Antibody Tests & COVID-19 "Immunity": A False Sense of Hope
Updated: Aug 13, 2020
While the idea of giving COVID-19 immunity “passports” to people who have antibodies for the virus sounds like a promising step in the right direction, the tests that would supposedly guarantee them are far from perfect. COVID-19 antibody tests, otherwise known as serology tests, are blood tests that identify individuals who have been previously infected with the SARS-Cov2 virus by detecting antibodies for it. Antibodies are proteins created by the immune system in response to a virus to help fight it off and prevent future infections of the same virus. The accuracy of these tests is determined by certain epidemiological measures, one being sensitivity, the proportion of people who once had the disease and actually received a positive antibody test result, and the other being specificity, the proportion of people who didn’t have the disease and actually received a negative test result. While some popular tests such as Roche and Abbott boast sensitivities as high as 100%, there are a few key downfalls that make these measures much less accurate than they seem:
Many tests aren’t able to distinguish between antibodies for SARS-Cov2 and other coronaviruses: There is a known set of six human coronaviruses, some of which cause infections as mild as the common cold. Some serology tests are producing falsely positive results because they are identifying antibodies of coronaviruses other than SARS-Cov2.
Some people with mild or asymptomatic cases of COVID-19 produce undetectable amounts of antibodies: The majority of cases of COVID-19 are either asymptomatic or mild, and it has been found that a smaller amount of antibodies are produced in individuals that fall under this category. In a study published in Nature Magazine, “the virus-specific IgG levels in the asymptomatic group” were significantly lower relative to the symptomatic group, with IgG (immunoglobulin G) being one type of antibody. Tests are producing falsely negative results because there are not enough antibodies to be detected.
Initial antibody levels are reduced as time goes on: For most mild and asymptomatic cases of COVID-19, antibody levels quickly decrease within a few months of SARS-Cov2 exposure. In one study, 93.3% of asymptomatic individuals had a reduction in IgG levels. The strength of the immune response seems to correlate with the severity of the symptoms that each individual experiences. This means that an individual who has had COVID-19 may receive a negative antibody test result because the antibodies they originally had greatly decreased.
Individuals presently infected with the virus can still receive negative test results: It takes 1 to 3 weeks for the body to develop an antibody response to SARS-Cov2. If an individual with COVID-19 is tested in the period before the antibodies develop, then they will receive a false negative result and therefore may believe they do not have the virus.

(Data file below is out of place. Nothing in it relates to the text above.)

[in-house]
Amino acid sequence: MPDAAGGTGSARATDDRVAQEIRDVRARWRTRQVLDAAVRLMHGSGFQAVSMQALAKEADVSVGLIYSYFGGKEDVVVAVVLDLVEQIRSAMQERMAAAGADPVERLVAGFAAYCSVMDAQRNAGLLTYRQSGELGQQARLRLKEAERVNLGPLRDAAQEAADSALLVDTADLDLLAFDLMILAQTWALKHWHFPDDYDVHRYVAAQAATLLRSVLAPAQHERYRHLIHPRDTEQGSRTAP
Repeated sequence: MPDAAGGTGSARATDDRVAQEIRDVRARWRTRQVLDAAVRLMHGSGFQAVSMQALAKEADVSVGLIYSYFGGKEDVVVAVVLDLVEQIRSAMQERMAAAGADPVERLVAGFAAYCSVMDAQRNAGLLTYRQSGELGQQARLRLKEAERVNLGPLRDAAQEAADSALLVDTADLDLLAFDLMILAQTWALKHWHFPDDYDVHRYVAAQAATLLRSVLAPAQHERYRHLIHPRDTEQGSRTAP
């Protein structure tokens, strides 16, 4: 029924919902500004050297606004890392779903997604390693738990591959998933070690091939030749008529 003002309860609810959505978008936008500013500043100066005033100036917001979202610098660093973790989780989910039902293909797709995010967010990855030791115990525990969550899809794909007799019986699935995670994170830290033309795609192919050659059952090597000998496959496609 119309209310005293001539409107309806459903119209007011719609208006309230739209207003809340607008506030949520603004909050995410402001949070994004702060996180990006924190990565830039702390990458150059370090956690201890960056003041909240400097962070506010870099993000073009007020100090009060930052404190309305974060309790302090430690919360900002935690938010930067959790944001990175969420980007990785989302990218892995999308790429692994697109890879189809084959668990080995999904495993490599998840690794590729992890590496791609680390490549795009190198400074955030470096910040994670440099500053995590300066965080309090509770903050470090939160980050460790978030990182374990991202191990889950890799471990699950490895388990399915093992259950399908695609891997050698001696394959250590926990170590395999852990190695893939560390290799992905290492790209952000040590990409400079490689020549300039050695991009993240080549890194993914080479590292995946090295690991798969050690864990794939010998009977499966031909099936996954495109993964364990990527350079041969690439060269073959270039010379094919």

Antibody tests are much more accurate in populations where there is a high prevalence of COVID-19 infections: In addition to sensitivity and specificity, positive predictive value (the probability that people who have a positive test result truly have antibodies) and negative predictive value (the probability that people who have a negative test result truly don’t have antibodies) are also important in determining the accuracy of a test. Both measures take into account how common SARS-Cov2 antibodies are in the population at the time (prevalence). To illustrate why higher prevalence makes for a more accurate test, the following example can be used: if you are running a test on 100 people and 5 falsely positive results occur, then you can claim the test is 95% specific. Now take the same population and say it has a prevalence of COVID-19 of 5%, then that means that only 5 people actually have the virus, and therefore there are 5 true positive results. Since there are 5 true positives (5% prevalence) and 5 false positives (95% specificity), then the test is still wrong half the time, making it very inaccurate and unreliable.
A positive antibody test result doesn’t necessarily mean immunity from re-infection: in South Korea, 160 people tested positive again after they have “recovered” from COVID-19. It is currently believed that rather than becoming infected again, the virus reactivated in these individuals after a period of dormancy. More research needs to be done to understand exactly how the virus behaves over a long period of time.
Given all of the downfalls of the current COVID-19 antibody tests, it is very risky to rely on their results and allow those who have received a positive antibody test result to resume their normal pre-pandemic lives. Instead, it is critical that everyone continues to follow proper social distancing and mask guidelines in order to protect themselves and others.